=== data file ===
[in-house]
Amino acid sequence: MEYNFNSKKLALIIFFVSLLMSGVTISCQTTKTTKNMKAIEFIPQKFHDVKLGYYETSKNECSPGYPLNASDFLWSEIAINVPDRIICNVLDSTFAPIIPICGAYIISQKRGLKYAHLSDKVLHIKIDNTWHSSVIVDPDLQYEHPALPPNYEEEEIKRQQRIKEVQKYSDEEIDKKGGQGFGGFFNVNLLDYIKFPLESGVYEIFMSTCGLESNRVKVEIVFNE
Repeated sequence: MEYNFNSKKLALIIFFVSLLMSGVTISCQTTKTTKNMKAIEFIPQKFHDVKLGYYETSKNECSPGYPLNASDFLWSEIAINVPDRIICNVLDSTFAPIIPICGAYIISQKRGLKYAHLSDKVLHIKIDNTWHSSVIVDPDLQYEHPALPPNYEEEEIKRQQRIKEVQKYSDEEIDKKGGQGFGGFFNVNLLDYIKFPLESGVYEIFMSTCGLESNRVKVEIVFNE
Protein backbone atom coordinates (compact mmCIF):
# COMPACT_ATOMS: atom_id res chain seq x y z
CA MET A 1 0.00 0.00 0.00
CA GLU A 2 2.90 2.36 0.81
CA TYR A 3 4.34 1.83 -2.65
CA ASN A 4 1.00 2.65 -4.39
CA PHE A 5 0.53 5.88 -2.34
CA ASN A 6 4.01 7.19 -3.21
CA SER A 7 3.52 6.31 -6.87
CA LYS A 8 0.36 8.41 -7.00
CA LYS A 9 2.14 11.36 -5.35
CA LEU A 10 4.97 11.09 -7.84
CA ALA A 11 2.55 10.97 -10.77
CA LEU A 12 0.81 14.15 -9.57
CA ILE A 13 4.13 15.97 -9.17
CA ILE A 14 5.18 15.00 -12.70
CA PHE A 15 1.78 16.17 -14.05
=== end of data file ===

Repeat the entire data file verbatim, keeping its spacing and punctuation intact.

[in-house]
Amino acid sequence: MEYNFNSKKLALIIFFVSLLMSGVTISCQTTKTTKNMKAIEFIPQKFHDVKLGYYETSKNECSPGYPLNASDFLWSEIAINVPDRIICNVLDSTFAPIIPICGAYIISQKRGLKYAHLSDKVLHIKIDNTWHSSVIVDPDLQYEHPALPPNYEEEEIKRQQRIKEVQKYSDEEIDKKGGQGFGGFFNVNLLDYIKFPLESGVYEIFMSTCGLESNRVKVEIVFNE
Repeated sequence: MEYNFNSKKLALIIFFVSLLMSGVTISCQTTKTTKNMKAIEFIPQKFHDVKLGYYETSKNECSPGYPLNASDFLWSEIAINVPDRIICNVLDSTFAPIIPICGAYIISQKRGLKYAHLSDKVLHIKIDNTWHSSVIVDPDLQYEHPALPPNYEEEEIKRQQRIKEVQKYSDEEIDKKGGQGFGGFFNVNLLDYIKFPLESGVYEIFMSTCGLESNRVKVEIVFNE
Protein backbone atom coordinates (compact mmCIF):
# COMPACT_ATOMS: atom_id res chain seq x y z
CA MET A 1 0.00 0.00 0.00
CA GLU A 2 2.90 2.36 0.81
CA TYR A 3 4.34 1.83 -2.65
CA ASN A 4 1.00 2.65 -4.39
CA PHE A 5 0.53 5.88 -2.34
CA ASN A 6 4.01 7.19 -3.21
CA SER A 7 3.52 6.31 -6.87
CA LYS A 8 0.36 8.41 -7.00
CA LYS A 9 2.14 11.36 -5.35
CA LEU A 10 4.97 11.09 -7.84
CA ALA A 11 2.55 10.97 -10.77
CA LEU A 12 0.81 14.15 -9.57
CA ILE A 13 4.13 15.97 -9.17
CA ILE A 14 5.18 15.00 -12.70
CA PHE A 15 1.78 16.17 -14.05